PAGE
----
Studying cells and tissues visually using techniques such as cytology and histology is a common part of many research projects and is also vital in clinical settings. Cytopathology microscopy and histopathology help with diagnosis and deciding treatment options for many diseases.
Unlike cytology, histology requires the embedding of the tissue, usually using paraffin. However, the process of embedding in paraffin can be a lengthy one, and sometimes it’s not ideal for the staining you want to do or the morphological features you want to see.
Fret not, there are a few other ways we can process our tissue samples to facilitate pretty much anything you want to look at. This article will look at two of these: cryo and resin embedding/sectioning.
Cryo not – it’s not as hard as you think!
Frozen sections are usually used where time is of the essence, or where the antigen being visualized is sensitive to fixation. Cryosections are actually preferred over paraffin by some as it preserves the tissue as close as possible to its natural state. Preparing your tissue for cryosectioning is pretty straightforward as there are no dehydration steps or overnight fixation. This means that the whole process could be done in one day. All you need is some OCT (Optimal Cutting Temperature embedding material), molds, and a means of freezing your tissue- rapidly.
As quick as you like
Once your sample is excised it is usually immediately frozen by plunging it into liquid nitrogen (‘snap freezing’) or even better into a suitable container of isopentane sitting on/in dry ice. The properties of isopentane can help prevent some of the issues encountered with direct liquid nitrogen freezing (e.g. ice crystals).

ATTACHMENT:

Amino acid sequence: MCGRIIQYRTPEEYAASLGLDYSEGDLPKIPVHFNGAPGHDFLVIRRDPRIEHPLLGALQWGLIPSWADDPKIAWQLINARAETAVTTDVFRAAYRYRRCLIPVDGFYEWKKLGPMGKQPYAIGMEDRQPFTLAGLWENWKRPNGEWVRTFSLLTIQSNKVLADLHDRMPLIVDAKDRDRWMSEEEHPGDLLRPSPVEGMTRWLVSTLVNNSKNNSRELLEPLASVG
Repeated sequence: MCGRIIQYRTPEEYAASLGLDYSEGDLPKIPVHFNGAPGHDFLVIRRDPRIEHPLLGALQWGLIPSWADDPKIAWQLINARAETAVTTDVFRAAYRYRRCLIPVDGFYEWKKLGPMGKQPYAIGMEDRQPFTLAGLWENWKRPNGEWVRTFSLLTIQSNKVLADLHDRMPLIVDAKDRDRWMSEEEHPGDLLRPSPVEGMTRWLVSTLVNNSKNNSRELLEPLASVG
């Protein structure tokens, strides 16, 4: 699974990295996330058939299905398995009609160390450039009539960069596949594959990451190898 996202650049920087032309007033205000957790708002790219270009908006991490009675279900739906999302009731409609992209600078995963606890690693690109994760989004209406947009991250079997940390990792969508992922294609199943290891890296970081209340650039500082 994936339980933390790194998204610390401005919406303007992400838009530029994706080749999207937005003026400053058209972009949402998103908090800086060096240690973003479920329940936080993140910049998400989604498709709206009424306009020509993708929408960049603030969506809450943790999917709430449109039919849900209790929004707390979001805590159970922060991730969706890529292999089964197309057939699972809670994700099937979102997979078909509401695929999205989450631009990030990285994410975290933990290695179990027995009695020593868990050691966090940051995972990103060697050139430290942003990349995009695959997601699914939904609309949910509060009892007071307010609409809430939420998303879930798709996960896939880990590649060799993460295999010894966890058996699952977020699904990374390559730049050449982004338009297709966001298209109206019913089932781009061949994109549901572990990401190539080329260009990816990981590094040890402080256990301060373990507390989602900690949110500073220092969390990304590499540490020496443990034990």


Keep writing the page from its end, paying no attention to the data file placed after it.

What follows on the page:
The tissue only needs to be left to freeze for a minute or so before being transferred to a mold containing a layer of OCT embedding compound that has been sitting in some dry ice. The tissue is then completely covered in OCT and kept on dry ice to allow the OCT to freeze completely.
These can then be stored at -80oC until you are ready to use them. Alternatively, if you lack liquid nitrogen, the fresh tissue can also be placed in the mold containing OCT on dry ice directly. However, in this case, the tissue takes longer to freeze and can form ice crystals that may disrupt the morphology.
Warm up to -20oC
When you are ready to cut your frozen sections, allow the tissue/molds to come to the correct temperature by leaving them in the cryostat microtome at -20oC for at least an hour before sectioning.
Now for the tricky part
As you can see, getting to the stage where you are ready to section is a walk in the park. However, the ability to obtain nice cryosections of good quality is a little trickier. A number of factors, including tissue fixation, the distance of the anti-roll plate, air humidity, and the temperature outside of the chamber, (amongst other things!), can really affect the quality of sections you get. Additionally, although it is possible to obtain frozen sections that preserve morphology to a reasonable standard, they are generally less well preserved than paraffin (or resin).
Don’t forget to fix
Once you have those perfect sections, probably after a number of tries, they can be ‘melted’ onto slides that have been kept at room temperature, and then you can either freeze them again at -80oC until you need them or use them straight away. Either way, when you come to use them, they still need to be fixed- usually by methanol or PFA for this type of sectioning.